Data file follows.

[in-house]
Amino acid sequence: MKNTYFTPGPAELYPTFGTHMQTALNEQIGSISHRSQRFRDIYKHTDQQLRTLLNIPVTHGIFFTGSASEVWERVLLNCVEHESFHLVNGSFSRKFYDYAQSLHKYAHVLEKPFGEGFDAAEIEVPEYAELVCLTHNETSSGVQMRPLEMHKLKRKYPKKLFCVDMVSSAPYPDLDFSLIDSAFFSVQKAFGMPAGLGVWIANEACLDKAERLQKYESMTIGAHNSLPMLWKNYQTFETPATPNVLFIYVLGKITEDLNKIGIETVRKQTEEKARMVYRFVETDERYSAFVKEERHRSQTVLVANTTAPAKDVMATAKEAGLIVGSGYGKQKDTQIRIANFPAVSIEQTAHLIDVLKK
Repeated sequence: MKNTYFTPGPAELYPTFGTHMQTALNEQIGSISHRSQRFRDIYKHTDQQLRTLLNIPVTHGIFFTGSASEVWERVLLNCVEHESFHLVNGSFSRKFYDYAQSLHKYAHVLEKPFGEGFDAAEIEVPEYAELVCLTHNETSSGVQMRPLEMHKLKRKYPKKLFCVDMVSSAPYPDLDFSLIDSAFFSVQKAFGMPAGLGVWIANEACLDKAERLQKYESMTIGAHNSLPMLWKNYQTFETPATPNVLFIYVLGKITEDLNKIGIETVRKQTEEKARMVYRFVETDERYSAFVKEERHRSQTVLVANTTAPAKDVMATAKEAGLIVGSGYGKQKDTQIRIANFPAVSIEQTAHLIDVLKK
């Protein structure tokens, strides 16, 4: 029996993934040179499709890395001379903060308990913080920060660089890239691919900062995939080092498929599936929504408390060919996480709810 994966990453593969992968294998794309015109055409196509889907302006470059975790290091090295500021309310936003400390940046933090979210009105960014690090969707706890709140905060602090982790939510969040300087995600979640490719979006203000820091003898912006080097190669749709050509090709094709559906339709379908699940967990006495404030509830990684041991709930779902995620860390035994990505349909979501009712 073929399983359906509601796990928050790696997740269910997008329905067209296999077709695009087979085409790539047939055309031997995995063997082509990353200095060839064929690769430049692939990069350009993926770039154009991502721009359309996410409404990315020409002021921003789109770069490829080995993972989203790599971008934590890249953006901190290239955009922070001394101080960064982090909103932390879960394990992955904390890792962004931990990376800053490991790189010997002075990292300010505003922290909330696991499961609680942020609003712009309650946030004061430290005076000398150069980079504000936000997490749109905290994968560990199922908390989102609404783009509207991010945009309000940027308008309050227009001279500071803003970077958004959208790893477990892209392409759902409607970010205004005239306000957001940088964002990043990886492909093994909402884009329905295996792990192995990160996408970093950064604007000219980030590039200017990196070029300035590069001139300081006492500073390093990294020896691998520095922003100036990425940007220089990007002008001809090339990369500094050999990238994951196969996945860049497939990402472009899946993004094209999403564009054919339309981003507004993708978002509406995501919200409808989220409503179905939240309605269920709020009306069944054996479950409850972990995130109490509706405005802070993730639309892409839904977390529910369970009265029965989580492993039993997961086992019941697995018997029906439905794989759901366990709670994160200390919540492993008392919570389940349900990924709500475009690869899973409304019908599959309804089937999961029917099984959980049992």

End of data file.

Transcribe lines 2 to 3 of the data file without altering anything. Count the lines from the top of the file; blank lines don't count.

Amino acid sequence: MKNTYFTPGPAELYPTFGTHMQTALNEQIGSISHRSQRFRDIYKHTDQQLRTLLNIPVTHGIFFTGSASEVWERVLLNCVEHESFHLVNGSFSRKFYDYAQSLHKYAHVLEKPFGEGFDAAEIEVPEYAELVCLTHNETSSGVQMRPLEMHKLKRKYPKKLFCVDMVSSAPYPDLDFSLIDSAFFSVQKAFGMPAGLGVWIANEACLDKAERLQKYESMTIGAHNSLPMLWKNYQTFETPATPNVLFIYVLGKITEDLNKIGIETVRKQTEEKARMVYRFVETDERYSAFVKEERHRSQTVLVANTTAPAKDVMATAKEAGLIVGSGYGKQKDTQIRIANFPAVSIEQTAHLIDVLKK
Repeated sequence: MKNTYFTPGPAELYPTFGTHMQTALNEQIGSISHRSQRFRDIYKHTDQQLRTLLNIPVTHGIFFTGSASEVWERVLLNCVEHESFHLVNGSFSRKFYDYAQSLHKYAHVLEKPFGEGFDAAEIEVPEYAELVCLTHNETSSGVQMRPLEMHKLKRKYPKKLFCVDMVSSAPYPDLDFSLIDSAFFSVQKAFGMPAGLGVWIANEACLDKAERLQKYESMTIGAHNSLPMLWKNYQTFETPATPNVLFIYVLGKITEDLNKIGIETVRKQTEEKARMVYRFVETDERYSAFVKEERHRSQTVLVANTTAPAKDVMATAKEAGLIVGSGYGKQKDTQIRIANFPAVSIEQTAHLIDVLKK